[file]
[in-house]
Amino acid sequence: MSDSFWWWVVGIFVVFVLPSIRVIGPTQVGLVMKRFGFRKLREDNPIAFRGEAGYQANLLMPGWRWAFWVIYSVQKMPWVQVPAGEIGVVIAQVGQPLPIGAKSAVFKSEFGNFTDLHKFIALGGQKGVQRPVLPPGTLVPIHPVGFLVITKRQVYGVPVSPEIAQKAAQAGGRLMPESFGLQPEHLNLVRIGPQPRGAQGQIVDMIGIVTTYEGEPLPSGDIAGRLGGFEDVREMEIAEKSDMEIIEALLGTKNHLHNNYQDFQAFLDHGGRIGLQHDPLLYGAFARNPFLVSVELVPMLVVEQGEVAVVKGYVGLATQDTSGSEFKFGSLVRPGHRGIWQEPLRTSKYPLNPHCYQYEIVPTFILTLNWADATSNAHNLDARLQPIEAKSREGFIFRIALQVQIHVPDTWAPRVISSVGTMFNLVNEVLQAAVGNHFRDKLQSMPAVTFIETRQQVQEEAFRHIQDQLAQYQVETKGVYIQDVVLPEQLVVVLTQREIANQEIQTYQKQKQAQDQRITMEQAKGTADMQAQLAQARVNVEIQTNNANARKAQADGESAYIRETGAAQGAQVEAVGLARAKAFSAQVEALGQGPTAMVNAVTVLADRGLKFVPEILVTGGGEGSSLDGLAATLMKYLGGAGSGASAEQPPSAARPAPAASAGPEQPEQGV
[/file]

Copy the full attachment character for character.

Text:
[in-house]
Amino acid sequence: MSDSFWWWVVGIFVVFVLPSIRVIGPTQVGLVMKRFGFRKLREDNPIAFRGEAGYQANLLMPGWRWAFWVIYSVQKMPWVQVPAGEIGVVIAQVGQPLPIGAKSAVFKSEFGNFTDLHKFIALGGQKGVQRPVLPPGTLVPIHPVGFLVITKRQVYGVPVSPEIAQKAAQAGGRLMPESFGLQPEHLNLVRIGPQPRGAQGQIVDMIGIVTTYEGEPLPSGDIAGRLGGFEDVREMEIAEKSDMEIIEALLGTKNHLHNNYQDFQAFLDHGGRIGLQHDPLLYGAFARNPFLVSVELVPMLVVEQGEVAVVKGYVGLATQDTSGSEFKFGSLVRPGHRGIWQEPLRTSKYPLNPHCYQYEIVPTFILTLNWADATSNAHNLDARLQPIEAKSREGFIFRIALQVQIHVPDTWAPRVISSVGTMFNLVNEVLQAAVGNHFRDKLQSMPAVTFIETRQQVQEEAFRHIQDQLAQYQVETKGVYIQDVVLPEQLVVVLTQREIANQEIQTYQKQKQAQDQRITMEQAKGTADMQAQLAQARVNVEIQTNNANARKAQADGESAYIRETGAAQGAQVEAVGLARAKAFSAQVEALGQGPTAMVNAVTVLADRGLKFVPEILVTGGGEGSSLDGLAATLMKYLGGAGSGASAEQPPSAARPAPAASAGPEQPEQGV